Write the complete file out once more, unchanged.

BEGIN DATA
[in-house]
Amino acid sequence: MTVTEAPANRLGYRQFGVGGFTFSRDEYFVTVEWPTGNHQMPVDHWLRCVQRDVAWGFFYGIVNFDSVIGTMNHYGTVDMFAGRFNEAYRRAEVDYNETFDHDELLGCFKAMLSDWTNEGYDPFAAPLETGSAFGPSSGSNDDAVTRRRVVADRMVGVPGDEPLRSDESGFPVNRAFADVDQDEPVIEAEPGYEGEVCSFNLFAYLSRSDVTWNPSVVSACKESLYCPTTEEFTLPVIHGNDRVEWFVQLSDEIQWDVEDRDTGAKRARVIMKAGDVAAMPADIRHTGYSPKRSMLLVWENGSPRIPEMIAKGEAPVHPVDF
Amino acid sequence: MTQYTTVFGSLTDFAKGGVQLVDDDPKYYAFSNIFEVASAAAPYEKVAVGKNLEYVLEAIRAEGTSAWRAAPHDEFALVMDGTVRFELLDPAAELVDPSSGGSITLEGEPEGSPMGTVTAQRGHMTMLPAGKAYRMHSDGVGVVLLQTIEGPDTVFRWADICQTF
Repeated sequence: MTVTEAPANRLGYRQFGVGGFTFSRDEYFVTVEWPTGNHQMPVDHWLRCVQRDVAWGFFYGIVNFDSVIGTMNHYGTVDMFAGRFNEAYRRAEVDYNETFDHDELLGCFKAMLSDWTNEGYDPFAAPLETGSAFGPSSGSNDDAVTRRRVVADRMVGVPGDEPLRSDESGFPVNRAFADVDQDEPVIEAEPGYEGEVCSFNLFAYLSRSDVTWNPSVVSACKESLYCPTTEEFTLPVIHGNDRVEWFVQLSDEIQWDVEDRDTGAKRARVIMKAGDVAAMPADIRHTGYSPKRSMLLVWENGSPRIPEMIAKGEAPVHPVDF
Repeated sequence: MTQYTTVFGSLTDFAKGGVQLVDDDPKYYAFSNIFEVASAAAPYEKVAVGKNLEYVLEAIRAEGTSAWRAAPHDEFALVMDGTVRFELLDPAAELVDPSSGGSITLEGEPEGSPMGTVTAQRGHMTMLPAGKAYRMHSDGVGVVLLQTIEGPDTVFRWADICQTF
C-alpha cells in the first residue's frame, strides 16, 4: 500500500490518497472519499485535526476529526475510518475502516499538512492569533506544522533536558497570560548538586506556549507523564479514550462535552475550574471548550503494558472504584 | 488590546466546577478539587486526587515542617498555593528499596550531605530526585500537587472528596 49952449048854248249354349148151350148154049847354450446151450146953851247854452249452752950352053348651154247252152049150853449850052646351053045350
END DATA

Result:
[in-house]
Amino acid sequence: MTVTEAPANRLGYRQFGVGGFTFSRDEYFVTVEWPTGNHQMPVDHWLRCVQRDVAWGFFYGIVNFDSVIGTMNHYGTVDMFAGRFNEAYRRAEVDYNETFDHDELLGCFKAMLSDWTNEGYDPFAAPLETGSAFGPSSGSNDDAVTRRRVVADRMVGVPGDEPLRSDESGFPVNRAFADVDQDEPVIEAEPGYEGEVCSFNLFAYLSRSDVTWNPSVVSACKESLYCPTTEEFTLPVIHGNDRVEWFVQLSDEIQWDVEDRDTGAKRARVIMKAGDVAAMPADIRHTGYSPKRSMLLVWENGSPRIPEMIAKGEAPVHPVDF
Amino acid sequence: MTQYTTVFGSLTDFAKGGVQLVDDDPKYYAFSNIFEVASAAAPYEKVAVGKNLEYVLEAIRAEGTSAWRAAPHDEFALVMDGTVRFELLDPAAELVDPSSGGSITLEGEPEGSPMGTVTAQRGHMTMLPAGKAYRMHSDGVGVVLLQTIEGPDTVFRWADICQTF
Repeated sequence: MTVTEAPANRLGYRQFGVGGFTFSRDEYFVTVEWPTGNHQMPVDHWLRCVQRDVAWGFFYGIVNFDSVIGTMNHYGTVDMFAGRFNEAYRRAEVDYNETFDHDELLGCFKAMLSDWTNEGYDPFAAPLETGSAFGPSSGSNDDAVTRRRVVADRMVGVPGDEPLRSDESGFPVNRAFADVDQDEPVIEAEPGYEGEVCSFNLFAYLSRSDVTWNPSVVSACKESLYCPTTEEFTLPVIHGNDRVEWFVQLSDEIQWDVEDRDTGAKRARVIMKAGDVAAMPADIRHTGYSPKRSMLLVWENGSPRIPEMIAKGEAPVHPVDF
Repeated sequence: MTQYTTVFGSLTDFAKGGVQLVDDDPKYYAFSNIFEVASAAAPYEKVAVGKNLEYVLEAIRAEGTSAWRAAPHDEFALVMDGTVRFELLDPAAELVDPSSGGSITLEGEPEGSPMGTVTAQRGHMTMLPAGKAYRMHSDGVGVVLLQTIEGPDTVFRWADICQTF
C-alpha cells in the first residue's frame, strides 16, 4: 500500500490518497472519499485535526476529526475510518475502516499538512492569533506544522533536558497570560548538586506556549507523564479514550462535552475550574471548550503494558472504584 | 488590546466546577478539587486526587515542617498555593528499596550531605530526585500537587472528596 49952449048854248249354349148151350148154049847354450446151450146953851247854452249452752950352053348651154247252152049150853449850052646351053045350